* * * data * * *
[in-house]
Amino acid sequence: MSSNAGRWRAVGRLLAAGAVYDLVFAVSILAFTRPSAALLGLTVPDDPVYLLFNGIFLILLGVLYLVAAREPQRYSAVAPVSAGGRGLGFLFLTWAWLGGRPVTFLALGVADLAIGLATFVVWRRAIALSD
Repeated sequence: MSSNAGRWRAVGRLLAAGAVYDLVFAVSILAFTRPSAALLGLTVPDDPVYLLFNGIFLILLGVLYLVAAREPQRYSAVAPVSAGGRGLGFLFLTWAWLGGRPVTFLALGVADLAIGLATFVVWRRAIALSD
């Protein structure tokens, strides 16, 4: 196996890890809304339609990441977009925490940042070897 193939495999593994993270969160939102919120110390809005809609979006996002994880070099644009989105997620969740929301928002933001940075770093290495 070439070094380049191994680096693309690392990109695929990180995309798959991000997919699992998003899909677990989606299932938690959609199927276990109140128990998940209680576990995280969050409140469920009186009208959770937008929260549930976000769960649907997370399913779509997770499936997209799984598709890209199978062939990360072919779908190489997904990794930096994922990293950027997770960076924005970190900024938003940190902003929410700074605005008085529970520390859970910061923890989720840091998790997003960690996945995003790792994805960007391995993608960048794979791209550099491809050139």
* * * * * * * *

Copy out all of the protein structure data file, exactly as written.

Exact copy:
[in-house]
Amino acid sequence: MSSNAGRWRAVGRLLAAGAVYDLVFAVSILAFTRPSAALLGLTVPDDPVYLLFNGIFLILLGVLYLVAAREPQRYSAVAPVSAGGRGLGFLFLTWAWLGGRPVTFLALGVADLAIGLATFVVWRRAIALSD
Repeated sequence: MSSNAGRWRAVGRLLAAGAVYDLVFAVSILAFTRPSAALLGLTVPDDPVYLLFNGIFLILLGVLYLVAAREPQRYSAVAPVSAGGRGLGFLFLTWAWLGGRPVTFLALGVADLAIGLATFVVWRRAIALSD
């Protein structure tokens, strides 16, 4: 196996890890809304339609990441977009925490940042070897 193939495999593994993270969160939102919120110390809005809609979006996002994880070099644009989105997620969740929301928002933001940075770093290495 070439070094380049191994680096693309690392990109695929990180995309798959991000997919699992998003899909677990989606299932938690959609199927276990109140128990998940209680576990995280969050409140469920009186009208959770937008929260549930976000769960649907997370399913779509997770499936997209799984598709890209199978062939990360072919779908190489997904990794930096994922990293950027997770960076924005970190900024938003940190902003929410700074605005008085529970520390859970910061923890989720840091998790997003960690996945995003790792994805960007391995993608960048794979791209550099491809050139």